Tuesday, December 14, 2010

Australian Banking system may not make it to Christmas

The troubles that have hit Australia's banking system in recent weeks reflect the deepening crisis in the global banking system, especially the eurozone, which prompted Lyndon LaRouche to warn on 8th December that the banks may not make it to Christmas.

The National Australia Bank's so-called "technical glitches", which threw Australia's financial payments system into disarray, coincided with revelations that NAB, along with Westpac, joined the rush of panicked banks in 2008 that borrowed desperately-needed emergency funds from the U.S. Federal Reserve.

It also coincided with the shockwaves in European bond markets set off by the Irish crisis—Australia's banks were estimated back in May to have a $56 billion exposure to the eurozone, and NAB was until recently directly involved in two Irish banks and also had a sizeable exposure to the steadily collapsing Italian government bonds. (To top it off, NAB's exposure to the toxic derivatives bubble skyrocketed in the last year to $3.476 trillion, up $457 billion in just the last year!—by far the most exposure of any Australian bank.) (more)

Precious Metals to Lead Commodity Returns in 2011, Goldman Sachs Predicts

Precious metals will probably give investors the best returns among commodities in the next year, and livestock the worst, Goldman Sachs Group Inc. said.

Precious metals will advance 28 percent over 12 months and livestock 4 percent, London-based Jeffrey Currie, Allison Nathan and other Goldman analysts said in a report today. The team raised its 12-month forecast for the S&P GSCI Enhanced Total Return Index to 18 percent from 16 percent, mostly because of changes to agricultural estimates.

“Extreme weakness in U.S. demand over the past two years has allowed China to grow unconstrained without any competition for raw materials,” the Goldman analysts said in the report. “This is likely to change in 2011 with a stronger U.S. that is likely to bump up against a China that is consuming dramatically more commodities than pre-crisis.”

Commodity assets under management rose $19 billion to a record $340 billion in October, led by demand for index-linked investments, Barclays Capital said in a report last month. Gold rose 27 percent this year, heading for a 10th consecutive annual advance. Investors are seeking hard assets as governments and central banks led by the Federal Reserve pump more than $2 trillion into the world financial system. (more)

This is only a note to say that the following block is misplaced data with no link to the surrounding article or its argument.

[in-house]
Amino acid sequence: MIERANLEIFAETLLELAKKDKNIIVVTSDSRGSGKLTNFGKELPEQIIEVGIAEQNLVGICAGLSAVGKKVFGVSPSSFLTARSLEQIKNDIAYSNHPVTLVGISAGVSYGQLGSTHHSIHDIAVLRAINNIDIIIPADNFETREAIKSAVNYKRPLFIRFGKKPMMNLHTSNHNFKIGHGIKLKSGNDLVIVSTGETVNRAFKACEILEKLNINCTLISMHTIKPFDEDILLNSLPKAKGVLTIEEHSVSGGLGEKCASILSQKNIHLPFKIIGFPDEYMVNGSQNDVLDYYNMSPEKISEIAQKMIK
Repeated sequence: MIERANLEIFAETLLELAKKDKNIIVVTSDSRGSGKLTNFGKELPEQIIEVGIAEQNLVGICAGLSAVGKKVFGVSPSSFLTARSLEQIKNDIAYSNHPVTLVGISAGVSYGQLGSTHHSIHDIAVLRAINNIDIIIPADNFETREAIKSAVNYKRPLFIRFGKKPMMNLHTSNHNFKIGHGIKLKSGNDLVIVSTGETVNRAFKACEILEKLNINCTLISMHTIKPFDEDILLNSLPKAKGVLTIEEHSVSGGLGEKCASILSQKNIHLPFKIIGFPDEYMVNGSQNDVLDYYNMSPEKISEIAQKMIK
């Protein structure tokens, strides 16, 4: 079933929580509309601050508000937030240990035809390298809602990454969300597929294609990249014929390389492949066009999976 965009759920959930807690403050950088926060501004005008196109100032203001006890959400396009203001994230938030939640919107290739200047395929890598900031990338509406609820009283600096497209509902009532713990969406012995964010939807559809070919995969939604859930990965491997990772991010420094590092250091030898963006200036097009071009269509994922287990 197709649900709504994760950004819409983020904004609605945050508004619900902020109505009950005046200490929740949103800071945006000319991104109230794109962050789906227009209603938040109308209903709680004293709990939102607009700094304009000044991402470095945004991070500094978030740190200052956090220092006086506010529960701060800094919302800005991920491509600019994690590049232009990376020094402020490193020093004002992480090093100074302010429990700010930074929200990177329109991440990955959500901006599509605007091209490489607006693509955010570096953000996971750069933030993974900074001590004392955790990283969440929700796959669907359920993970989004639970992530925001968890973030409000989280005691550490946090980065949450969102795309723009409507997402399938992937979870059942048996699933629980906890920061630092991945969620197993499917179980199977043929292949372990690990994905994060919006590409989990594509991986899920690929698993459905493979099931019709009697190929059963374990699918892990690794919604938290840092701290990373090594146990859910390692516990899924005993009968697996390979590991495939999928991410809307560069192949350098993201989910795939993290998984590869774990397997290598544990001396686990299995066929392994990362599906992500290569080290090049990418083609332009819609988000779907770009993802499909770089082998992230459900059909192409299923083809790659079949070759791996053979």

The U.S. Is Well On Its Way To Being In A Debt Trap

Commentary of economists Rogoff and Reinhart is often used as a point of reference concerning thresholds of debt levels that trigger a debt trap. After the publication of their book on the topic, there were rebuttals from the debt-doesn’t-really-matter crowd.

I did a cursory reading of these counterpoints and can only say that their arguments were circular, anal, counter-intuitive, and not even worth discussion. I really try to keep an open mind, but sometimes in life you come across people you know are BS’ing you. You know it because their lips are moving.

For those who argue it does matter, one number being tossed around is the level at which debt service equals 30 percent of tax revenues. Once interest payments take 30% of tax revenues, a country has an out-of-control debt trap issue. When you think clearly about it, this just makes sense, as the ability to dodge, weave and defer is pretty much removed, as is the logic that it will be repaid in a low-risk manner. The world is going to be a different place when the US is perceived to be in a debt trap.

I suspect the problem will rear its ugly head well before this 30% number is hit, as markets start discounting the trajectory by hiking interest rates because of poor credit quality and/or inflation (or more accurately stranguflation). Naturally that question should be asked in terms of the recent and sudden uptick in Treasury note and bond rates that appeared strongly correlated to the latest round of tax “stimulus” and handouts, and the “unexpected” reaction to QE2. The latter is nothing more than a brazen, dangerous gamble to monetize the debt. Sure the BS crowd is claiming economic growth is the causa proxima, but that feels like utter nonsense. Could it be that the markets at long last are anticipating a very bad result from QE2 and even more Gumnut largess? (more)

A Secretive Banking Elite Rules Trading in Derivatives

On the third Wednesday of every month, the nine members of an elite Wall Street society gather in Midtown Manhattan.

The men share a common goal: to protect the interests of big banks in the vast market for derivatives, one of the most profitable — and controversial — fields in finance. They also share a common secret: The details of their meetings, even their identities, have been strictly confidential.

Drawn from giants like JPMorgan Chase, Goldman Sachs and Morgan Stanley, the bankers form a powerful committee that helps oversee trading in derivatives, instruments which, like insurance, are used to hedge risk.

In theory, this group exists to safeguard the integrity of the multitrillion-dollar market. In practice, it also defends the dominance of the big banks.

The banks in this group, which is affiliated with a new derivatives clearinghouse, have fought to block other banks from entering the market, and they are also trying to thwart efforts to make full information on prices and fees freely available. (more)

Japan's 'Mr. Yen' Sees Global Recession Lasting Until 2018

In an era where forecasts by permabears have gotten ample attention and vindication, few are as disturbing as this: a world recession until 2018.

It comes from Eisuke Sakakibara, Japan’s former top currency official. He is known as “Mr. Yen” for his ability to move markets. Because Tokyo’s revolving-door politics often sends a new face to each Group of 20 meeting, he is one of the few Japanese constants in market circles. Traders may not know the latest finance minister’s name, but they know Sakakibara.